The links between the West German terrorists and Palestinians have been well documented in recent years. The fact that the Palestinians have shrinking support in some places in the Middle East these days, however, may be making those areas less hospitable as a refuge for German terrorists. This, combined with the lingering dragnet in West Germany and a new one in Italy, may also be making Switzerland more attractive.
It is also believed that the Communist half of the divided city of Berlin was a way back into Western Europe for terrorists because the Communist officials would not stop them and the borders to West Berlin traditionally are kept open at all. Now, however, West German officials say they are getting reasonably good cooperation in general from Eastern Europe and that the East Germans at leastt are being more attentive than in the past.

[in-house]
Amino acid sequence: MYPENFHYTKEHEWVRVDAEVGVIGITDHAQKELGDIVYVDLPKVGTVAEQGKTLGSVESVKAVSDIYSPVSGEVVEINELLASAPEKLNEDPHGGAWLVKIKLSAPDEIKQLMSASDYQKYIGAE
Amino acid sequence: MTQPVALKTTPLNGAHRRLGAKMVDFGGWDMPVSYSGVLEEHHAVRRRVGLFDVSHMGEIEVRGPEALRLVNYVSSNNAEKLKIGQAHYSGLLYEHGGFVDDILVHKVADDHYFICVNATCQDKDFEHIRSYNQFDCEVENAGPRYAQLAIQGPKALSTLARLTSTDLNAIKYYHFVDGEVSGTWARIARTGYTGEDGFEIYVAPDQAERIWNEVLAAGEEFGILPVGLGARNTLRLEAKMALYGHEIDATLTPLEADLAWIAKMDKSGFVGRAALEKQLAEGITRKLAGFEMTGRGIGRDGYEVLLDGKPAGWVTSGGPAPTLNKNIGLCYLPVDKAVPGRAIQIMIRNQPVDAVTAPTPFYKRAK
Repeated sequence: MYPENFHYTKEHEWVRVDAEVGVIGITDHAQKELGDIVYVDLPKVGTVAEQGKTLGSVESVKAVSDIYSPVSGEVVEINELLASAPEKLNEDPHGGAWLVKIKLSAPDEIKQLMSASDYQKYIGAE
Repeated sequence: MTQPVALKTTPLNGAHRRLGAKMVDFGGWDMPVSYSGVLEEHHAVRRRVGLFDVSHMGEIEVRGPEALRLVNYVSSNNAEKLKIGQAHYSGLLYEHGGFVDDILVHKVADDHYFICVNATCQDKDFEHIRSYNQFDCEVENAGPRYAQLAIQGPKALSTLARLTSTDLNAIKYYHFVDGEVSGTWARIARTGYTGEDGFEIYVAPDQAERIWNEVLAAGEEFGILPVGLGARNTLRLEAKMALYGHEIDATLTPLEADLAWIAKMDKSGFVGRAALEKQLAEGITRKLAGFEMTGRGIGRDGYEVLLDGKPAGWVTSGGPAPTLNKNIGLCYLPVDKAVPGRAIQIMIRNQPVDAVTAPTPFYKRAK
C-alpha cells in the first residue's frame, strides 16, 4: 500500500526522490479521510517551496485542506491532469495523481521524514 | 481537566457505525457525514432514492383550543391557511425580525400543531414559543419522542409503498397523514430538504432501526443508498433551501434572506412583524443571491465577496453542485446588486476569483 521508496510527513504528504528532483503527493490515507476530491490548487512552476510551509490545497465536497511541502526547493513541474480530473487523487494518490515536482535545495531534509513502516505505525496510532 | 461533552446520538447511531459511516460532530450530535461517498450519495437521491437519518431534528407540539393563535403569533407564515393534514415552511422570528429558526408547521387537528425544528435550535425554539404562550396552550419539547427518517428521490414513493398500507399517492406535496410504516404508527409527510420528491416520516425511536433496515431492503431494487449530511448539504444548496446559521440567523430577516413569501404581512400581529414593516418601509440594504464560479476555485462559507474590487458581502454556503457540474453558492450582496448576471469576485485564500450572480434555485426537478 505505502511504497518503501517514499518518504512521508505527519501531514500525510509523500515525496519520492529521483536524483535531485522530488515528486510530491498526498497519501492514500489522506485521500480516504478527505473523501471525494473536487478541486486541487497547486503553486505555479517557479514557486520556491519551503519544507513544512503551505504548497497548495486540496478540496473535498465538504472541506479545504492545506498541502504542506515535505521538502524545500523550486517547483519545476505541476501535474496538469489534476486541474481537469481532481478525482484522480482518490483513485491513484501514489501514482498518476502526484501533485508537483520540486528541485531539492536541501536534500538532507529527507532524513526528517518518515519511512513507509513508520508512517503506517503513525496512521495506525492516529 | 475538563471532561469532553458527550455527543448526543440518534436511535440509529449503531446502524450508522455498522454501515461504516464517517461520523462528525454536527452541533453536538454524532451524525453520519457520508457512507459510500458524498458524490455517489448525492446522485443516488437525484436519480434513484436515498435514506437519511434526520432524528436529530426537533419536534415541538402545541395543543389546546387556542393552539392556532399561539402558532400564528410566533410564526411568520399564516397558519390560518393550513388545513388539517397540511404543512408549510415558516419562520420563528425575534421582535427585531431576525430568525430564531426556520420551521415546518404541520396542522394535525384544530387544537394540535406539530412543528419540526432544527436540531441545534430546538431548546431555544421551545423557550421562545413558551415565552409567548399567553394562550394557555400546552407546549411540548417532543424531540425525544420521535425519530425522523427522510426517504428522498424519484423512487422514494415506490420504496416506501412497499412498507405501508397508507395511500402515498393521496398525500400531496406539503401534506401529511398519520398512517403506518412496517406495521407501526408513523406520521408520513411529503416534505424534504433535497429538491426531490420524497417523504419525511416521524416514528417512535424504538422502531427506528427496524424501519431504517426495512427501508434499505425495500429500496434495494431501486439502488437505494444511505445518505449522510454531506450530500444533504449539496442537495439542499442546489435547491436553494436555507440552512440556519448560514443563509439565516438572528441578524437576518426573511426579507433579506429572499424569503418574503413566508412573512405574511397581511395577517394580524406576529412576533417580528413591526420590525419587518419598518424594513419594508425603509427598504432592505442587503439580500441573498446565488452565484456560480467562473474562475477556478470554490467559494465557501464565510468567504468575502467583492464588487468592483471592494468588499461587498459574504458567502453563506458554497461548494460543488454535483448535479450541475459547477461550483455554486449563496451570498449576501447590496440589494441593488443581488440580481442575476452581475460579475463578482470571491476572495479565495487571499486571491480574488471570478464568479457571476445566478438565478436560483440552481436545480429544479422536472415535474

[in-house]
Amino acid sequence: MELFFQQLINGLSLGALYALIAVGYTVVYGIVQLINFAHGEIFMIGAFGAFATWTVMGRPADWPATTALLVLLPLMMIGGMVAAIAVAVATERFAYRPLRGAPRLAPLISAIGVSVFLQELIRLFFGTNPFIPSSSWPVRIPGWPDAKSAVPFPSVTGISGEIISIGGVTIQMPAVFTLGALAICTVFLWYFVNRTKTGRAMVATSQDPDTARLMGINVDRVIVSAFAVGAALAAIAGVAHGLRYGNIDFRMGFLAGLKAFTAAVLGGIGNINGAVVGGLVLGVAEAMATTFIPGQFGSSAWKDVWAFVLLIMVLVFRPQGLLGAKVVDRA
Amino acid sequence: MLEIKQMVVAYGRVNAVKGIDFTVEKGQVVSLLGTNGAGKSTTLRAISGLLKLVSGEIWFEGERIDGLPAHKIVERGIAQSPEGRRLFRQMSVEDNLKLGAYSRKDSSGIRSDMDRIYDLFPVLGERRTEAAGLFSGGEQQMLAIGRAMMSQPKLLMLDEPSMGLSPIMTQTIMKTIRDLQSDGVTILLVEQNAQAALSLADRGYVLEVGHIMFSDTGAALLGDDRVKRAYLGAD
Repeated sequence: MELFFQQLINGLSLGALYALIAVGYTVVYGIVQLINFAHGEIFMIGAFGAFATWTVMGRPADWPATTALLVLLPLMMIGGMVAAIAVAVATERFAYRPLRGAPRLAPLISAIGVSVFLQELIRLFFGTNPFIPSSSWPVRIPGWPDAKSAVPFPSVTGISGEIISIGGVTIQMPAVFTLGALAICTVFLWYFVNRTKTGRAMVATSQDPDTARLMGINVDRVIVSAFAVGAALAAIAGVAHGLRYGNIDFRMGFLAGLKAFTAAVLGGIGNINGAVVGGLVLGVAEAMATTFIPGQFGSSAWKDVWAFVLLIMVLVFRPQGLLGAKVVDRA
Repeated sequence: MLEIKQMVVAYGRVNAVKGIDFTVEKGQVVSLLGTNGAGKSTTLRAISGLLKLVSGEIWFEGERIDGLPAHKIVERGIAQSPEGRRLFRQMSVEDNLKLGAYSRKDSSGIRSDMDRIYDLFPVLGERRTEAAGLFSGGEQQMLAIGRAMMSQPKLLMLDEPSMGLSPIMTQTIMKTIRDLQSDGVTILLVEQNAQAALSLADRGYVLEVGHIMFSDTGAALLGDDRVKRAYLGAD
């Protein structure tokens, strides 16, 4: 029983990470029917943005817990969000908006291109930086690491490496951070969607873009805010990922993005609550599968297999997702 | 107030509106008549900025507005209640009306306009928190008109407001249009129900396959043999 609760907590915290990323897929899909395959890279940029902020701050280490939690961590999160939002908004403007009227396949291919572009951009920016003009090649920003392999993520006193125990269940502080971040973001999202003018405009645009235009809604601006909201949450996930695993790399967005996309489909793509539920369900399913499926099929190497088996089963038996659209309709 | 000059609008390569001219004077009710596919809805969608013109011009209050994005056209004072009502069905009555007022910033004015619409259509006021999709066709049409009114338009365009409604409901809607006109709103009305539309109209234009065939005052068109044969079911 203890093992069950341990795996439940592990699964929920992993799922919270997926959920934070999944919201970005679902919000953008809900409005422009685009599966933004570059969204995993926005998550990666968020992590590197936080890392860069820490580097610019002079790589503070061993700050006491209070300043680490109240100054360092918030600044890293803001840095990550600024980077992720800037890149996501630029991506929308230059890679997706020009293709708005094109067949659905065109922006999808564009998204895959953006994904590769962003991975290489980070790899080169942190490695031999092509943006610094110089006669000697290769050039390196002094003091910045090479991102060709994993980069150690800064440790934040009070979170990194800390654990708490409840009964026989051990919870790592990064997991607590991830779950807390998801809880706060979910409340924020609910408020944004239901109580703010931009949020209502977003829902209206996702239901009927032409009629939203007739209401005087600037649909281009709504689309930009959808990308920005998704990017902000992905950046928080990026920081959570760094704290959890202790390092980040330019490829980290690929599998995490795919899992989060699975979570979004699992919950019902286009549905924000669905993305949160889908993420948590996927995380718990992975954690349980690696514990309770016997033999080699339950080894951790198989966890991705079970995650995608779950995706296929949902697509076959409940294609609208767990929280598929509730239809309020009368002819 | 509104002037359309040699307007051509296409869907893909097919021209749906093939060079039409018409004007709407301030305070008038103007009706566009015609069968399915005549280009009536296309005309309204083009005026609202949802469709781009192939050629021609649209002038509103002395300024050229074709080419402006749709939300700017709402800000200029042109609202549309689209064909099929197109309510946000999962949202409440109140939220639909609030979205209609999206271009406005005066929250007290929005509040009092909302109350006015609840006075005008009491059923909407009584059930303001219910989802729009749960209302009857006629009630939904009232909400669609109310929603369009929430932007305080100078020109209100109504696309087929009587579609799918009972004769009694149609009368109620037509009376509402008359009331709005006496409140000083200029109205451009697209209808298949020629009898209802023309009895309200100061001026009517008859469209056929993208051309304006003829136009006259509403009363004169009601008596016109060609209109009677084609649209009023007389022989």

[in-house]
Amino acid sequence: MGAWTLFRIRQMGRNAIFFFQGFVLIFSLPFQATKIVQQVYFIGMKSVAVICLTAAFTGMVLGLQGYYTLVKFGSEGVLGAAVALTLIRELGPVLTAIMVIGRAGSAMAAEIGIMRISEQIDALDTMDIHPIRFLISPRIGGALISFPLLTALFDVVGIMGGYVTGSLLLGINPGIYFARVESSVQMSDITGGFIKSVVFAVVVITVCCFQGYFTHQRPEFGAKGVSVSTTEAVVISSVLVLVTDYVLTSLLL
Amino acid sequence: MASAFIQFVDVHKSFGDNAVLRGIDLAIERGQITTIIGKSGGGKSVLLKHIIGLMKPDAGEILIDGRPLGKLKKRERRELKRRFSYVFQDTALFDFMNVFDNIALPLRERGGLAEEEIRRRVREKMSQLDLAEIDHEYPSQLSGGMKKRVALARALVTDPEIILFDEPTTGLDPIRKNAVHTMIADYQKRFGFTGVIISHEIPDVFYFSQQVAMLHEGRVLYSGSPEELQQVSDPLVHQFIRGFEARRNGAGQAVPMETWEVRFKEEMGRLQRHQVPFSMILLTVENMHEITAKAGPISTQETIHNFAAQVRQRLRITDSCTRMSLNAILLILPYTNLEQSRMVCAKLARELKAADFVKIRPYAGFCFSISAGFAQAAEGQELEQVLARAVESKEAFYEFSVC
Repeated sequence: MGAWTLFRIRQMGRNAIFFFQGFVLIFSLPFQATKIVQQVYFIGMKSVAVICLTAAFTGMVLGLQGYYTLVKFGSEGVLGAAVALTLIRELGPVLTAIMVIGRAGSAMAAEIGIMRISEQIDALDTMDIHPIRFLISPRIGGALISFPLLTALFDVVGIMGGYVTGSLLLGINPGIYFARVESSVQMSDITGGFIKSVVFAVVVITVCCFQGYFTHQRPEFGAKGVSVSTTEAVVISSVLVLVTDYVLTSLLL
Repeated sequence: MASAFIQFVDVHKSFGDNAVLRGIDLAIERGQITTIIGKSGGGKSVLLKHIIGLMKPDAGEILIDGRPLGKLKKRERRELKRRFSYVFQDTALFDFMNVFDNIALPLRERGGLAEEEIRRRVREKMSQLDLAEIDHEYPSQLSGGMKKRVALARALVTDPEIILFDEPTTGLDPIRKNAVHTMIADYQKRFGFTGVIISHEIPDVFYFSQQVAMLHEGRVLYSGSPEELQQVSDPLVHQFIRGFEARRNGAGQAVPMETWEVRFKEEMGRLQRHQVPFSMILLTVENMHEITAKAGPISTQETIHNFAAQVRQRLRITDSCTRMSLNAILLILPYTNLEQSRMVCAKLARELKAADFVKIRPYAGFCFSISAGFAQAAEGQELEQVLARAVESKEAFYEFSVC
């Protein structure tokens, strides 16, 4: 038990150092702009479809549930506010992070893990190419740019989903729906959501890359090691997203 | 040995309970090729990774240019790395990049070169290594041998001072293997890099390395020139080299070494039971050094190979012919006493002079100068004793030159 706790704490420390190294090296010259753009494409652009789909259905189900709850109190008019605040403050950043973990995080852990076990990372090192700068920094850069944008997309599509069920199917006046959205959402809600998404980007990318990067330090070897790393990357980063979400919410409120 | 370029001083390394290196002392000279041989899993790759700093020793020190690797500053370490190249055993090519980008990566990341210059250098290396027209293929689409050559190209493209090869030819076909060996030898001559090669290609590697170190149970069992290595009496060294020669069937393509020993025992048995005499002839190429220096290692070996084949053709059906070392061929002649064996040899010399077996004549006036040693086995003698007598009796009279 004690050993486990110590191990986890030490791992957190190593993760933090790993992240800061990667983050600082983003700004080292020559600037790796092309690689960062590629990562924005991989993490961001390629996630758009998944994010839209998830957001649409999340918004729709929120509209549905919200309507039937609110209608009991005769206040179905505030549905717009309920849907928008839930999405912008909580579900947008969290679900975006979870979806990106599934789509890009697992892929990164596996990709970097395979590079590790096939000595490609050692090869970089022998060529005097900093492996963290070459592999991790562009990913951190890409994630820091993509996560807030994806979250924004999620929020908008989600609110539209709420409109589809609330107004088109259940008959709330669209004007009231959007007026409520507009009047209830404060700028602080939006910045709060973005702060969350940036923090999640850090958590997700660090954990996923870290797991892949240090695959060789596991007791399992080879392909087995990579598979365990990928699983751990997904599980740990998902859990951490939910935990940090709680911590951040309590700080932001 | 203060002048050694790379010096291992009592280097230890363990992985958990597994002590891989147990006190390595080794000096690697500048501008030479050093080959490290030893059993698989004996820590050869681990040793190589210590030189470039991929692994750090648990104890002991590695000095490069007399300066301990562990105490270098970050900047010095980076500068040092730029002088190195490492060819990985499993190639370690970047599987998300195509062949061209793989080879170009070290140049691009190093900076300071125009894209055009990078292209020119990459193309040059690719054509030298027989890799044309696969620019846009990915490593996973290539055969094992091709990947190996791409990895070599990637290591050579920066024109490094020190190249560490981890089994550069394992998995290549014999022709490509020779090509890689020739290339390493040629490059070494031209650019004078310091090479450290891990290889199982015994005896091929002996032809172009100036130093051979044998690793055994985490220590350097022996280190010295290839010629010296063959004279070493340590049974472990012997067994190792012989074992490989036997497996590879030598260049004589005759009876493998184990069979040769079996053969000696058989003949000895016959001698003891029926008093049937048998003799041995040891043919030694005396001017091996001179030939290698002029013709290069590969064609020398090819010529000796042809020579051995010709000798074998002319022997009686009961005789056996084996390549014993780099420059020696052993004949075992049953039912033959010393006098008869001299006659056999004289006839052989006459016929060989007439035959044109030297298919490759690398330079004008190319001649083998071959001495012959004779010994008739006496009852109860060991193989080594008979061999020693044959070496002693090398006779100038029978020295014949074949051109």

Aside from the appearance of the new anti-German documents in Switzerland, there have been other indications of possible terrorist activity there in recent months.
In January, West German officials say, members of the Red Army Faction and the Italian Red Brigades met in Switzerland, and West German police do not rule out a German role in the kidnaping of Moro. In 1977, a woman holding both Italian and German passports, Petra Krause, was extradited from Switzerland to Italy on allegations of supplying arms to both terrorist organizations.
Last December, two other events in Switzerland drew attention to the possible links between the two terror groups.